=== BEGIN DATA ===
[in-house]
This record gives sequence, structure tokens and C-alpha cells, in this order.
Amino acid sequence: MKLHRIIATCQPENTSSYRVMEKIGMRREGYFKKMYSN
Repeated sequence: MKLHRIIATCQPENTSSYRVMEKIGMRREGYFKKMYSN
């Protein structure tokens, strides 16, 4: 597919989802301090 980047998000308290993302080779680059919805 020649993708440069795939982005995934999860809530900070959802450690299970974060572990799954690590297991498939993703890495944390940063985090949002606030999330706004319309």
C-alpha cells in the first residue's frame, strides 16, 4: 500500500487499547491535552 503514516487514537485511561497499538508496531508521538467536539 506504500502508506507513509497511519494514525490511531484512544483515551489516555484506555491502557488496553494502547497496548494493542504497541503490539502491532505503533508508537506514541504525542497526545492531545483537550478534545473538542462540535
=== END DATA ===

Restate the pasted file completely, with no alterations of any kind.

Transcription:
[in-house]
This record gives sequence, structure tokens and C-alpha cells, in this order.
Amino acid sequence: MKLHRIIATCQPENTSSYRVMEKIGMRREGYFKKMYSN
Repeated sequence: MKLHRIIATCQPENTSSYRVMEKIGMRREGYFKKMYSN
């Protein structure tokens, strides 16, 4: 597919989802301090 980047998000308290993302080779680059919805 020649993708440069795939982005995934999860809530900070959802450690299970974060572990799954690590297991498939993703890495944390940063985090949002606030999330706004319309």
C-alpha cells in the first residue's frame, strides 16, 4: 500500500487499547491535552 503514516487514537485511561497499538508496531508521538467536539 506504500502508506507513509497511519494514525490511531484512544483515551489516555484506555491502557488496553494502547497496548494493542504497541503490539502491532505503533508508537506514541504525542497526545492531545483537550478534545473538542462540535